…Or vice versa. Because unless you were watching daytime talk shows in 1992, here’s a long lost clip of Springfield you’ve probably never seen!
Oprah Winfrey. One of the most recognizable icons of the last thirty years. Host of the most successful syndicated daytime program in US broadcast history. The first (and currently only) black billionaire in North America. If none of that matters to you and you need further proof how big Oprah is/was in 1992, check out when The Simpsons wanted to pimp their fourth season, and Our Favorite Family had to come crawling to her.
Talking Simpsons, Laser Time’s chronological exploration of every episode of The Simpsons, just closed out its third season with “Brother, Can You Spare Two Dimes” and as tradition dictates, we do an amazing colossal Season Wrap-Up episode for the kind and lovely folks on the Laser Time Patreon (who are the only reason the show even exists.) We try and encapsulate that year in Simpsons minutia. The Emmys, the commercials, the horrible video games, the controversies, the rare clips lost to a time before YouTube. Our Season 3 Wrap-Up is now live, and while I’m not sure if we can do it every season, The Simpsons never burned brighter than in the early 90s, so I can at least assure you it’s beyond interesting at this point in the show’s history. And sure enough, we found A DOOZY and decided to share it with you folks, regardless of Patronage. Thank me later.
On or around November 4, 1992, The Oprah Winfrey Show aired one of here “Oprah goes behind the scenes!” pieces. She talked to Jodie Foster about some movie none of us remember, but more importantly for our purposes, Oprah invaded The Simpsons offices when the show was at its apex and brought us some of the strangest, then-uncontextualized, footage to ever come out of the House of Groening. A silent Conan O’Brien looms in the background, a late nite dynasty just a glimmer in his eye. We see Dan, Nancy, and Yeardley performing Homer, Bart, and Lisa (kind of a no-no at the time and still sort of rare). Julie Kavner speaks candidly on camera about Marge, something she hasn’t really done for decades. But perhaps the craziest thing in obscure Simpsons clip history happens when Oprah asks Groening if she can speak to the Simpsons personally. And here’s where it gets wonderfully weird, and wildly meta…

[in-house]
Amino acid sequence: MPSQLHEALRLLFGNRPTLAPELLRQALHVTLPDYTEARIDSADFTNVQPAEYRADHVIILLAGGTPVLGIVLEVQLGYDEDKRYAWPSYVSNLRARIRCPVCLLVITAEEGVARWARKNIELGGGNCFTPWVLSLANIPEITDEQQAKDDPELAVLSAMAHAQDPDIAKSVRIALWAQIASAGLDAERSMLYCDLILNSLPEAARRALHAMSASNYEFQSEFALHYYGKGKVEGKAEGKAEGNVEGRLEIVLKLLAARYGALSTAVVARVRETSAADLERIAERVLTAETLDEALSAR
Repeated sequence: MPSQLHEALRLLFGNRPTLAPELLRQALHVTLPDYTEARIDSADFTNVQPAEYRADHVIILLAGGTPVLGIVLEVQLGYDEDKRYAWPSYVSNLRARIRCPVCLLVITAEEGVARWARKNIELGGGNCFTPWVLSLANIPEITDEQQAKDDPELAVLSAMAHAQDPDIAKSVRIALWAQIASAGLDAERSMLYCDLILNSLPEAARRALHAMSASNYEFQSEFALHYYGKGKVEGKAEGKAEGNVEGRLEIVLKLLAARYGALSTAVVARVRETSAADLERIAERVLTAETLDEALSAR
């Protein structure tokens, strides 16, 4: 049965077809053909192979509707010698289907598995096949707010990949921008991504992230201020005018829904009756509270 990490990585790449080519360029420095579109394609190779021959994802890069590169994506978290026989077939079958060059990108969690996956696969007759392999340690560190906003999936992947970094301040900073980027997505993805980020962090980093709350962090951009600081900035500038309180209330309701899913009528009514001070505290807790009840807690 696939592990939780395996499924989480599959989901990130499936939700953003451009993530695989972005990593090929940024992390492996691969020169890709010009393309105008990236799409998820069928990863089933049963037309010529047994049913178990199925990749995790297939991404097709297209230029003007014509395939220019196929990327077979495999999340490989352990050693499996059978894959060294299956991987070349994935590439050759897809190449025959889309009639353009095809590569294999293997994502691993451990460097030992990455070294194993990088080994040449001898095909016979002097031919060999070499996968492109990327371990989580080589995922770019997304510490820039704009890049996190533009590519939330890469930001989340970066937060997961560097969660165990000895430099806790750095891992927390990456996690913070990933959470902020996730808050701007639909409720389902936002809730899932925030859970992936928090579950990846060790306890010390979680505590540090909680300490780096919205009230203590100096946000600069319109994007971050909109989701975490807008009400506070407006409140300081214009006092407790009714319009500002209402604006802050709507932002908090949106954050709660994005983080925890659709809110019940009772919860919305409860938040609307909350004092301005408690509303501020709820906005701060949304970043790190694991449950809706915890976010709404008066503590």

Matt Groening tells Oprah to go to Springfield and we then see her in a limo looking for “742 Evergreen Terrace.” Once she pulls up, live-action Oprah disappears and we have one of the most fascinating Simpsons artifacts I’ve ever organically come across. Oprah spends almost three whole minutes with the Simpsons, fully animated and very much in the natural world of Springfield. And even though I’m sure at least a portion of the animation was cannibalized from actual episodes (not that I can specifically notice anyway, and I’m the guy thoroughly poring over the show for a stupid podcast) the writing and voice acting from the five family members is a 100% custom job. Also, I’m pretty sure Marge makes a joke about anal sex?
What’s so bizarre is that the footage has never been officially seen again. It aired only once, has never appeared on a Simpsons DVD (nor an Oprah DVD, should such a thing exist), and never even made it into one of those clip-based episodes The Simpsons did pretty regularly during this era to save money on production. The internet is certainly aware of its existence, it’s actually pretty confusing for a few unlucky souls, but I’ve never laid eyes on it before researching Talking Simpsons Season 3 Wrap Up episode. Here’s the entire piece.
Let this be a lesson: There was almost nobody bigger than The Simpsons in 1992. Those few who arguably where – Michael Jackson, Elizabeth Taylor, Johnny Carson – all at least kissed the ring and made appearances on the show. Except for Oprah. She got them all to herself, on her turf. Exclusively and forever. Damn.
Yes, fully-animated, authentically-voiced Simpsons guest appearances have happened quite a few times recently, most notably on a relatively recent (relative only in the context of Simpsons history) episode of Family Guy, but that’s a largely recent phenomenon. In the days of computer animation and viral marketing, it’s not terrible uncommon to see The Simpsons pop up in custom animated form. But it certainly was for the first twenty years of the show’s existence. Obviously you’d know that if you were listening to Talking Simpsons.
The Patreon-exclusive Season 3 Wrap-Up episode of Talking Simpsons is available now, along with the entire first season of Talking Simpsons, as well as almost ONE HUNDRED full-length movie, cartoon, and wrestling commentaries. All of this AND MORE are yours for the low cost of $5 worth of support. And once again, a zillion thanks to everyone who got Talking Simpsons off the ground.